Tuesday, November 19, 2013

ACKS: Critical Error. Also Thieves

So I got to thinking about Weapon Focus in ACKS last night, and how we perceived it as terrible.  I started doing some math, and semi-interesting results came out. 

The ACKSPC says that +1 to damage is worth about a proficiency, but Weapon Focus seems to generate much less than +1 damage per hit.  However, it turns out this is dependent on what you need to roll to hit - if you have a d6 weapon, Weapon Focus gives you >+1 damage per hit on average as long as you need an 18+ to hit.  d8 -> 17+ and d10 -> 16+.  These are, of course, the sort of to-hit numbers that PCs do their best to avoid having.  And yet, sometimes they occur...  and it's in just those sort of nasty situations that you want to put your target down as fast as possible, and extra damage is most helpful.

Thinking further on this, I begin to believe that our prior piledriver with respect to damage multipliers in ACKS is not as innocent as it initially appears.  We have been handling it as "if you have an x2 multiplier, you roll 2dn and take the total."  This generates a binomial distribution of results, with a 2 and a 12 each occurring one in 36 times, and a 7 occurring one in six times.  Basic probability stuff.  The rules as written instead say that we should be handling it as "1dn * 2".  This generates a uniform distribution, where a 2 and a 12 each occur with probability 1 in 6.

We, being human gamers, are risk averse and dislike the increased probability of rolling a 2 more than we like the increased probability of rolling a 12.  We like that when we get a multiplier, the odds of it being exactly double the average damage for one of our hits is high.  And yet...

I believe there are compelling reasons for using a uniform distribution instead of a multinomial one.  Foremost, it makes thieves and assassins a lot scarier to targets above their weight class!  In the most extreme case, you're a 13th level assassin doing a backstab polearm-charge with Weapon Focus and a natural 20 (we could stack Vorpal on there too, but that's silly - they don't make vorpal polearms!).  You're looking at an x7 multiplier on a d10.  In the multinomial case, the distribution of results is very strongly clustered around the mean of 38.5 (plus 5 damage bonus and some magic), with a standard deviation of 7.6.  Most of the time you'll do about 50 points of damage; as a result, you carry a reasonable threat of instant death to 11th-level or lower fighters.  Against an average 14th level fighter with 63 HP, your chance of an instant kill is a more-or-less negligible 0.5 percent or so, even in such a multiplier-stacked situation.  By comparison, on 1d10*7+5, your chance of an instant kill against such a 14th-level fighter is 20%.  Much scarier for that fighter.

Consider instead a 7th level assassin with x3 backstab, +3 damage bonus, and a d8 weapon in two hands.  Consider also a 10HD adult dragon with 45 HP.  With 1d8*3+3, you have a 1 in 4 chance of taking more than half of its HP in a single hit and forcing a morale roll in the opening round.  On 3d8+3, you will tend very strongly towards 16.5... which is not bad, but probably not decisive, and your odds of forcing a morale roll with 23 damage are but 6.8%.

Backstab is not supposed to be a nice reliable source of bonus damage dice in the style of 3.x sneak attack.  Backstab is supposed to be unreliable spike damage, built for hitting a high-power hard target and either generating a decisive advantage in the surprise round, or leading to an "oooh crap, that didn't work, time to start running" situation, in true thief or assassin style.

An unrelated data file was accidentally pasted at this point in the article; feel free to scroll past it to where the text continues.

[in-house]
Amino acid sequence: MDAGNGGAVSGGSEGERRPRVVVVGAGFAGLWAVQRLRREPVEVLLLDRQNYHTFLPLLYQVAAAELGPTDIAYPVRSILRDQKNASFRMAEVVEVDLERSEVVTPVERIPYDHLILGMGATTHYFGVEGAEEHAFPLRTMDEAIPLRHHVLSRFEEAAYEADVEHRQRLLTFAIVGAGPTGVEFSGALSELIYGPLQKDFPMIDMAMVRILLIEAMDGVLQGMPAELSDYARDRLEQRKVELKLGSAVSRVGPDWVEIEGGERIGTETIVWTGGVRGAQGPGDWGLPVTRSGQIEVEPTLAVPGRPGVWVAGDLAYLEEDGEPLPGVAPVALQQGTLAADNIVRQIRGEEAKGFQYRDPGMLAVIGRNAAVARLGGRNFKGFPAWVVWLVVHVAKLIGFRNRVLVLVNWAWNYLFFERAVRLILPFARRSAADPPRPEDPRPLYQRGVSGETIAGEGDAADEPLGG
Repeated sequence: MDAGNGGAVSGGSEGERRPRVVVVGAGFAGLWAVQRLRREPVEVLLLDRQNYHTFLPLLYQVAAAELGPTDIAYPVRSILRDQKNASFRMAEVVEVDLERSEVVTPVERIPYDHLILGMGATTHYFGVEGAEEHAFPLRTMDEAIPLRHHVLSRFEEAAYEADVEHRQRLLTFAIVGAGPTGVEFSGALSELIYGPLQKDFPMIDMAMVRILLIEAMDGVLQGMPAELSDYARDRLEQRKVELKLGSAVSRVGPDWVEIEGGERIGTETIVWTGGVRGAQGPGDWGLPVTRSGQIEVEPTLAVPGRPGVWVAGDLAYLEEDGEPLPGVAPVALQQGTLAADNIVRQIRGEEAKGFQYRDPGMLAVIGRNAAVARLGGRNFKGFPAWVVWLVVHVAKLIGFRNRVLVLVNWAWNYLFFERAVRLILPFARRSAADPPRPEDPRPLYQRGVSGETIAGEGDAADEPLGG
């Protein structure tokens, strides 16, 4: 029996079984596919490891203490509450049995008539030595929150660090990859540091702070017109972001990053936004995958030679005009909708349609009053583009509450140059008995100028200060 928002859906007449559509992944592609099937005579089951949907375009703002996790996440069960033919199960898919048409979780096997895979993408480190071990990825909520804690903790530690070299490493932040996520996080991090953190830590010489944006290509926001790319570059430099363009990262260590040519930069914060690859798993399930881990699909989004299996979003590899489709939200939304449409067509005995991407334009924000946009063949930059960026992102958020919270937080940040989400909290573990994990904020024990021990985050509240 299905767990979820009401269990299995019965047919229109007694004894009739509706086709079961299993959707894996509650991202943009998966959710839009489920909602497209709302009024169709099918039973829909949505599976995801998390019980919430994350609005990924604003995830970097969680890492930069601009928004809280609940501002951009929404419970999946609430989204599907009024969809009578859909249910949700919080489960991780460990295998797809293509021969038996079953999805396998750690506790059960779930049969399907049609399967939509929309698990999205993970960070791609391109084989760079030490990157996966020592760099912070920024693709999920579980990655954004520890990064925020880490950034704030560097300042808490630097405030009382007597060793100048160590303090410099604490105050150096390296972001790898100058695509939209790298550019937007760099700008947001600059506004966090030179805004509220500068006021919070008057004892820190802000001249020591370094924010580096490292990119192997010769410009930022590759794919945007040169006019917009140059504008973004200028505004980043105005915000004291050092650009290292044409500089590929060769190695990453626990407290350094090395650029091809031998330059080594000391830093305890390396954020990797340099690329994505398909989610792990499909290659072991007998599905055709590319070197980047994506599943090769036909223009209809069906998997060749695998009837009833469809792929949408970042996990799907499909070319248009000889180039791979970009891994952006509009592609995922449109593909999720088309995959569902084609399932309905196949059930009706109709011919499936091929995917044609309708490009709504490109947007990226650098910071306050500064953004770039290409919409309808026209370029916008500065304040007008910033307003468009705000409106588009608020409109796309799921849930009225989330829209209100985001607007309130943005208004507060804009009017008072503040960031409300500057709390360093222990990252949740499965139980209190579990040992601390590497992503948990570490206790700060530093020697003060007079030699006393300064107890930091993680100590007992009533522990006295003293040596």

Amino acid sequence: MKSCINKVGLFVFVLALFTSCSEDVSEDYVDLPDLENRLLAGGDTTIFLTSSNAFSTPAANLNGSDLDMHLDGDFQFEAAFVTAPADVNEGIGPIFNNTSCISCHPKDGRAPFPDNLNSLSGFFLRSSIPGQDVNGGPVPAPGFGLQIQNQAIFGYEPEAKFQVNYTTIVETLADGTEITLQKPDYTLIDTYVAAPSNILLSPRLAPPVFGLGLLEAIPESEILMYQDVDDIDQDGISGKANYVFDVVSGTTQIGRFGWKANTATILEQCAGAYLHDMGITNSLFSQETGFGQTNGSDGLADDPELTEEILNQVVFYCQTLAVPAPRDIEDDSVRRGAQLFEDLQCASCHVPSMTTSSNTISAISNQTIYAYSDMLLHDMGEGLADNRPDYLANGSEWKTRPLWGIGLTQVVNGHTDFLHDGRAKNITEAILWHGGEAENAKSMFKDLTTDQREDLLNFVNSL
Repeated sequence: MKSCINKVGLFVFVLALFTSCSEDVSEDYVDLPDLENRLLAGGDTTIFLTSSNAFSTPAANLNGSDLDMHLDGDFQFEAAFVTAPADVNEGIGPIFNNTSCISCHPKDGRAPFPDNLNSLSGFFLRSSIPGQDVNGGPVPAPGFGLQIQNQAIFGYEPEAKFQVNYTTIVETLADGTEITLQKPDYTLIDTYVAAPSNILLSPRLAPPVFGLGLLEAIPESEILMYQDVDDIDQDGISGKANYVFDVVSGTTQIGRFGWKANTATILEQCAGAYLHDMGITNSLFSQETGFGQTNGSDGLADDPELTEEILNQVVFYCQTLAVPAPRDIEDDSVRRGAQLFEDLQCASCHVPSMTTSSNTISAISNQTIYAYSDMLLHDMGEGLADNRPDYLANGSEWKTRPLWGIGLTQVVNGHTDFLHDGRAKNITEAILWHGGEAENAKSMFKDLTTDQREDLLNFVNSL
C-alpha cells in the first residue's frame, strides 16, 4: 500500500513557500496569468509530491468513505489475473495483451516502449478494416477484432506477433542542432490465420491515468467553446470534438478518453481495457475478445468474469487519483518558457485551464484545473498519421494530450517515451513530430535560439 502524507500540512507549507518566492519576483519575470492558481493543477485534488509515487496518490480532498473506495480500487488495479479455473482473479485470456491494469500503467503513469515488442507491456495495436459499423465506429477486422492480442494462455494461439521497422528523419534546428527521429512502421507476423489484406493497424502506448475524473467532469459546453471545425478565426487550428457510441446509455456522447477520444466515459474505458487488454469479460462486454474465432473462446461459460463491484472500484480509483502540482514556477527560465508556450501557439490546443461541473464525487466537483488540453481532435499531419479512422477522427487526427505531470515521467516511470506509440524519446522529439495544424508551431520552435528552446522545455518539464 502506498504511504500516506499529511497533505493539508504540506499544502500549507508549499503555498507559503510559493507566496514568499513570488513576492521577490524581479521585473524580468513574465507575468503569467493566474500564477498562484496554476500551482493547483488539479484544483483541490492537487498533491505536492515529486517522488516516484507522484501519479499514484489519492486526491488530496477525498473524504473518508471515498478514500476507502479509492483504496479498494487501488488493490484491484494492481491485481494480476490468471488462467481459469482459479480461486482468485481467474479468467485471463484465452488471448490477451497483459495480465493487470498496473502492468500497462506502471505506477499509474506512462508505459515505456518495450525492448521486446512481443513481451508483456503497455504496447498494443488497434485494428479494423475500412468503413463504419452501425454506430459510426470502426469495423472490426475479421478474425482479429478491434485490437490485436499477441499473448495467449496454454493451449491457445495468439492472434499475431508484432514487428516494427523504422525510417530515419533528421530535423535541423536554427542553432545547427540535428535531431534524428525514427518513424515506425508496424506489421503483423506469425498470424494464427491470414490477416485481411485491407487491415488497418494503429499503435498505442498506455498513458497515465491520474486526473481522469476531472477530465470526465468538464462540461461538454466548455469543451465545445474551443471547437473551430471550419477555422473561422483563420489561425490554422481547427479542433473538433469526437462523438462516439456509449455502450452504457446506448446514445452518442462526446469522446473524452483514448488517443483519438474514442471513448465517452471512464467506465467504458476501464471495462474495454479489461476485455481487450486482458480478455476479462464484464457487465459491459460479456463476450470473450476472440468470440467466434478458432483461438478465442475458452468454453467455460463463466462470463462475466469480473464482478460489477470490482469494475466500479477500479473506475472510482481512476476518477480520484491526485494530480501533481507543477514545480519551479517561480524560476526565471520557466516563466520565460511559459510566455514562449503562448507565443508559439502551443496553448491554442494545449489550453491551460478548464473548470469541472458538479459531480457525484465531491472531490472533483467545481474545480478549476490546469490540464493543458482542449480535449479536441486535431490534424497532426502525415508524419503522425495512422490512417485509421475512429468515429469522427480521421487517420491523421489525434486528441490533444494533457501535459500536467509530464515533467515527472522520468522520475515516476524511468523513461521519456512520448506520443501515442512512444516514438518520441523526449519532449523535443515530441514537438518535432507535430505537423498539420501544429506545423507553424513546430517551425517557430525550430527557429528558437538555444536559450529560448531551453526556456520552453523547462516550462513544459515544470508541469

It is just in those 16+-to-hit situations against dragons and higher-level NPCs that the backstab and other damage multiplication mechanics give a chance of victory for a lucky underdog.  If you are their equal or better, and can likely win by simple application of fighters, why chance stealth and skullduggery, or leave things up to luck?  One should not.  No, these mechanics, and the classes which use them, are for those black hours when the enemy is stronger than you, the odds are already long, and you need every chance you can get.  If you fail your Move Silent roll, the morlocks will eat you...  but if you don't give it a shot, they'll eat you just as surely.  If you fail your Open Locks roll, you will starve to death in this cell, but to not attempt it has the same consequences.  If you roll a 1 on your backstab damage, the witches of the Bleak Academy will crush your puny domains beneath their beastman hordes...  but if you don't go for the backstab on the suicidal assassination mission deep behind enemy lines, there is no way you and yours will triumph.  And if lady luck smiles upon you enough times in a row, you may yet live to see another sunrise when all before seemed lost.  Thief skills are saving throws for the possible avoidance of otherwise certain doom.  Desperate times beget desperate men, and we shall call them thieves.

2 comments:

  1. I never thought about it like that. I think I actually like that interpretation better. It also differentiates CaS and CaW thieves/rogues pretty well.

    Also, I didn't realize that Weapon Focus crit multiplier could stack with backstab multiplier.

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    1. Absolutely agree that it is a good differentiator between CaW and CaS sneaky-types.

      It's never made entirely clear, but I'm not seeing a good reason that stacking up a crit with a backstab shouldn't work, so I defaulted to the 3.0 rule that "doubled double is tripled" and so forth. Only thing I would nix would be stacking Ambushing with Backstab, since Ambushing is just "backstab for non-thieves", but that should be a non-issue based on proper construction of class prof lists.

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